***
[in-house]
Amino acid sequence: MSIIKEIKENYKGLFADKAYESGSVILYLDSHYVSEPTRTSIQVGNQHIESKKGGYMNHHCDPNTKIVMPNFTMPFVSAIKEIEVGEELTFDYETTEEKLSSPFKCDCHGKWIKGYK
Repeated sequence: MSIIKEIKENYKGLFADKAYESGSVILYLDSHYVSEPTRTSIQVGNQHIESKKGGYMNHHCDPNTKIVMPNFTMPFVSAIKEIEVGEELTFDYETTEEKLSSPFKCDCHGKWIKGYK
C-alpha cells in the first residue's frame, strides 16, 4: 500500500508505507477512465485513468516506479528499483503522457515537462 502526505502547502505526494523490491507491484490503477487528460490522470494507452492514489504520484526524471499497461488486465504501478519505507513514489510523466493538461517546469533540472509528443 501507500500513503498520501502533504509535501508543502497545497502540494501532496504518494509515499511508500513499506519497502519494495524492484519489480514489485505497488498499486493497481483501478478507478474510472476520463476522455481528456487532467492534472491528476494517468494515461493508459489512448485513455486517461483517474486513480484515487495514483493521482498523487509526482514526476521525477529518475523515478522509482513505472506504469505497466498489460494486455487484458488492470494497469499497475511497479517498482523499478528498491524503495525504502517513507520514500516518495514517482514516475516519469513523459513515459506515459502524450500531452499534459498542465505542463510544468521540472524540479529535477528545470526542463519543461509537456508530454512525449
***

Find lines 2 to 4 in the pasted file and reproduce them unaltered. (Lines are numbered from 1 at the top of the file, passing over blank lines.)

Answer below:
Amino acid sequence: MSIIKEIKENYKGLFADKAYESGSVILYLDSHYVSEPTRTSIQVGNQHIESKKGGYMNHHCDPNTKIVMPNFTMPFVSAIKEIEVGEELTFDYETTEEKLSSPFKCDCHGKWIKGYK
Repeated sequence: MSIIKEIKENYKGLFADKAYESGSVILYLDSHYVSEPTRTSIQVGNQHIESKKGGYMNHHCDPNTKIVMPNFTMPFVSAIKEIEVGEELTFDYETTEEKLSSPFKCDCHGKWIKGYK
C-alpha cells in the first residue's frame, strides 16, 4: 500500500508505507477512465485513468516506479528499483503522457515537462 502526505502547502505526494523490491507491484490503477487528460490522470494507452492514489504520484526524471499497461488486465504501478519505507513514489510523466493538461517546469533540472509528443 501507500500513503498520501502533504509535501508543502497545497502540494501532496504518494509515499511508500513499506519497502519494495524492484519489480514489485505497488498499486493497481483501478478507478474510472476520463476522455481528456487532467492534472491528476494517468494515461493508459489512448485513455486517461483517474486513480484515487495514483493521482498523487509526482514526476521525477529518475523515478522509482513505472506504469505497466498489460494486455487484458488492470494497469499497475511497479517498482523499478528498491524503495525504502517513507520514500516518495514517482514516475516519469513523459513515459506515459502524450500531452499534459498542465505542463510544468521540472524540479529535477528545470526542463519543461509537456508530454512525449